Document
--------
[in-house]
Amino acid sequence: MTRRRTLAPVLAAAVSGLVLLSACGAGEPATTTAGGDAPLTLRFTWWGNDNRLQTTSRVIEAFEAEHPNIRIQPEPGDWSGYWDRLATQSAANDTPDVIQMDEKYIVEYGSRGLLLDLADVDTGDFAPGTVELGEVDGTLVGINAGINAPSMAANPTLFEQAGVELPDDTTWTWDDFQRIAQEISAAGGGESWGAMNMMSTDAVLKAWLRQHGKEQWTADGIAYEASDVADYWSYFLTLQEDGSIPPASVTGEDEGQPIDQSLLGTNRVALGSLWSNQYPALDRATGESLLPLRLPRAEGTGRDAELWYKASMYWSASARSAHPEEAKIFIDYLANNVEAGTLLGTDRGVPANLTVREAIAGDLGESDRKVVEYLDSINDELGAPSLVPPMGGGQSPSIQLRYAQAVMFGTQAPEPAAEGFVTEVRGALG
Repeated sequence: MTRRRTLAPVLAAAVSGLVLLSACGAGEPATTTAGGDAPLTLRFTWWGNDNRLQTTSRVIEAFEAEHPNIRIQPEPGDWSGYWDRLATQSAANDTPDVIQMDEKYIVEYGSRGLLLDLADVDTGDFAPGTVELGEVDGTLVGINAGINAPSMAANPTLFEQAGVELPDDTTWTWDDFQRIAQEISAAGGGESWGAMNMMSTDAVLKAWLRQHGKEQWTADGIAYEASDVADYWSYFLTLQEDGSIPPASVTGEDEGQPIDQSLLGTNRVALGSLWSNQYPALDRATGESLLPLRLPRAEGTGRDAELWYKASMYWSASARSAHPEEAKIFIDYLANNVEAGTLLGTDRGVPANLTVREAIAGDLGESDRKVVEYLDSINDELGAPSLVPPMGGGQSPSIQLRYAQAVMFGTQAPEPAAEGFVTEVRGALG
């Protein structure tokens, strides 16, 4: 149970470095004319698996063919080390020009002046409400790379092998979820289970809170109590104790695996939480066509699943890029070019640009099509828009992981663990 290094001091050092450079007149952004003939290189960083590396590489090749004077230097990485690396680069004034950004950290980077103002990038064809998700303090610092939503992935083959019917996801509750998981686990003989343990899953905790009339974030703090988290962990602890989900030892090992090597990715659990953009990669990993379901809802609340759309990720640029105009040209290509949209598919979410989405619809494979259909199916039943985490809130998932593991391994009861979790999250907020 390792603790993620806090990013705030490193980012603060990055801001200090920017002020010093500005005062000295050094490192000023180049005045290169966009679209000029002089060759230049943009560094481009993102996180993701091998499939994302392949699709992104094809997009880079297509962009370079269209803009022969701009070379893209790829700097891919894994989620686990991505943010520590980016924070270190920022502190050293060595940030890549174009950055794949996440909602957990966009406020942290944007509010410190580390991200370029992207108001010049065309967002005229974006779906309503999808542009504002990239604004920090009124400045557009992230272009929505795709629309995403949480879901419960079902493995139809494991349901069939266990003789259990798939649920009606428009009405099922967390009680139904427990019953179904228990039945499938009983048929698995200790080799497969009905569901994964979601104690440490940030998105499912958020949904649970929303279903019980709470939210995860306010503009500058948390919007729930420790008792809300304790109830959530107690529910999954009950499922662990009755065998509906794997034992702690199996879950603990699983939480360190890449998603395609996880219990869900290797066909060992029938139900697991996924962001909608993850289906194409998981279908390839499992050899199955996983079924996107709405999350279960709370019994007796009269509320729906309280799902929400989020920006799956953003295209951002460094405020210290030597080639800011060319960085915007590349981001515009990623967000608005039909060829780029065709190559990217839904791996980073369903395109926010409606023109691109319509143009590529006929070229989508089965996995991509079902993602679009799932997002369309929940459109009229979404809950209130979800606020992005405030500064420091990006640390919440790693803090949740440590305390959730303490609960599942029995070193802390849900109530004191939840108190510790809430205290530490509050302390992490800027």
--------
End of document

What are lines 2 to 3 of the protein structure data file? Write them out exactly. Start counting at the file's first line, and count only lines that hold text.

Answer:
Amino acid sequence: MTRRRTLAPVLAAAVSGLVLLSACGAGEPATTTAGGDAPLTLRFTWWGNDNRLQTTSRVIEAFEAEHPNIRIQPEPGDWSGYWDRLATQSAANDTPDVIQMDEKYIVEYGSRGLLLDLADVDTGDFAPGTVELGEVDGTLVGINAGINAPSMAANPTLFEQAGVELPDDTTWTWDDFQRIAQEISAAGGGESWGAMNMMSTDAVLKAWLRQHGKEQWTADGIAYEASDVADYWSYFLTLQEDGSIPPASVTGEDEGQPIDQSLLGTNRVALGSLWSNQYPALDRATGESLLPLRLPRAEGTGRDAELWYKASMYWSASARSAHPEEAKIFIDYLANNVEAGTLLGTDRGVPANLTVREAIAGDLGESDRKVVEYLDSINDELGAPSLVPPMGGGQSPSIQLRYAQAVMFGTQAPEPAAEGFVTEVRGALG
Repeated sequence: MTRRRTLAPVLAAAVSGLVLLSACGAGEPATTTAGGDAPLTLRFTWWGNDNRLQTTSRVIEAFEAEHPNIRIQPEPGDWSGYWDRLATQSAANDTPDVIQMDEKYIVEYGSRGLLLDLADVDTGDFAPGTVELGEVDGTLVGINAGINAPSMAANPTLFEQAGVELPDDTTWTWDDFQRIAQEISAAGGGESWGAMNMMSTDAVLKAWLRQHGKEQWTADGIAYEASDVADYWSYFLTLQEDGSIPPASVTGEDEGQPIDQSLLGTNRVALGSLWSNQYPALDRATGESLLPLRLPRAEGTGRDAELWYKASMYWSASARSAHPEEAKIFIDYLANNVEAGTLLGTDRGVPANLTVREAIAGDLGESDRKVVEYLDSINDELGAPSLVPPMGGGQSPSIQLRYAQAVMFGTQAPEPAAEGFVTEVRGALG